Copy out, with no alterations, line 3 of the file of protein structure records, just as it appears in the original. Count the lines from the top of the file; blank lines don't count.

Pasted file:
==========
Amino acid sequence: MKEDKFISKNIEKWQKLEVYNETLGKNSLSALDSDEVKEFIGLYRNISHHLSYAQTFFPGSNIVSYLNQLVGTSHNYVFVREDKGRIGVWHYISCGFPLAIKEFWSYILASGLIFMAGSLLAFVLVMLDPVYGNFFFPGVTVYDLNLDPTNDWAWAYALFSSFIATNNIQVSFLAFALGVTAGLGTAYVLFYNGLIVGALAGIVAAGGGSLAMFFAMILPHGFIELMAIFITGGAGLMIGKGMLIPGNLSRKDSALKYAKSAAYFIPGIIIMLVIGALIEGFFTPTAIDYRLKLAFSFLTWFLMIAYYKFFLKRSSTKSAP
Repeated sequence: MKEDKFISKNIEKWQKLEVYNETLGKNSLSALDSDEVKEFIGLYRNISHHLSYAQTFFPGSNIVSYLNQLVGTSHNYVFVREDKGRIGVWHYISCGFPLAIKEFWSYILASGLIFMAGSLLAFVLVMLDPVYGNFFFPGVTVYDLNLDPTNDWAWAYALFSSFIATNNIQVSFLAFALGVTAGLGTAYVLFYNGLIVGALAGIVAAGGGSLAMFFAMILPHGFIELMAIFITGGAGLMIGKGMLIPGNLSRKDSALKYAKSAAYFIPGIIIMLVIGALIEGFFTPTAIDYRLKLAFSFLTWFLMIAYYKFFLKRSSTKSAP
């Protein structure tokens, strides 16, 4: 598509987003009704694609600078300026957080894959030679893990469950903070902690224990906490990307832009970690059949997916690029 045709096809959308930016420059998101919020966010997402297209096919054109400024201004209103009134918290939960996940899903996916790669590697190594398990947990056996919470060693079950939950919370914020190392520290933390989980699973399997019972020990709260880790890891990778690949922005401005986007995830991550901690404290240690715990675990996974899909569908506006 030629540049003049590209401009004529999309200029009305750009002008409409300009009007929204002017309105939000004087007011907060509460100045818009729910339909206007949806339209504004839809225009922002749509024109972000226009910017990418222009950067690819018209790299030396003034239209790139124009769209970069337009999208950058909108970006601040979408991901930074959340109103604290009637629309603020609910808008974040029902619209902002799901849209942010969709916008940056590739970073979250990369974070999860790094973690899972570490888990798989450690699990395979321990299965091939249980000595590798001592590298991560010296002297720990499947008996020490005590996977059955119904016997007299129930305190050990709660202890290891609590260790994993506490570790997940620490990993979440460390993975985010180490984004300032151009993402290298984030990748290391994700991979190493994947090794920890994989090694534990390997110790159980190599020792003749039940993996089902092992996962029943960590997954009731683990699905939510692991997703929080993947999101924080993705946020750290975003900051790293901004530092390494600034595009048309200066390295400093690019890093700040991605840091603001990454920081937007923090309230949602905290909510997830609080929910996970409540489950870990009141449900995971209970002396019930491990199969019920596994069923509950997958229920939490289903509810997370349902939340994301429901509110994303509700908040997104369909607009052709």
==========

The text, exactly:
């Protein structure tokens, strides 16, 4: 598509987003009704694609600078300026957080894959030679893990469950903070902690224990906490990307832009970690059949997916690029 045709096809959308930016420059998101919020966010997402297209096919054109400024201004209103009134918290939960996940899903996916790669590697190594398990947990056996919470060693079950939950919370914020190392520290933390989980699973399997019972020990709260880790890891990778690949922005401005986007995830991550901690404290240690715990675990996974899909569908506006 030629540049003049590209401009004529999309200029009305750009002008409409300009009007929204002017309105939000004087007011907060509460100045818009729910339909206007949806339209504004839809225009922002749509024109972000226009910017990418222009950067690819018209790299030396003034239209790139124009769209970069337009999208950058909108970006601040979408991901930074959340109103604290009637629309603020609910808008974040029902619209902002799901849209942010969709916008940056590739970073979250990369974070999860790094973690899972570490888990798989450690699990395979321990299965091939249980000595590798001592590298991560010296002297720990499947008996020490005590996977059955119904016997007299129930305190050990709660202890290891609590260790994993506490570790997940620490990993979440460390993975985010180490984004300032151009993402290298984030990748290391994700991979190493994947090794920890994989090694534990390997110790159980190599020792003749039940993996089902092992996962029943960590997954009731683990699905939510692991997703929080993947999101924080993705946020750290975003900051790293901004530092390494600034595009048309200066390295400093690019890093700040991605840091603001990454920081937007923090309230949602905290909510997830609080929910996970409540489950870990009141449900995971209970002396019930491990199969019920596994069923509950997958229920939490289903509810997370349902939340994301429901509110994303509700908040997104369909607009052709």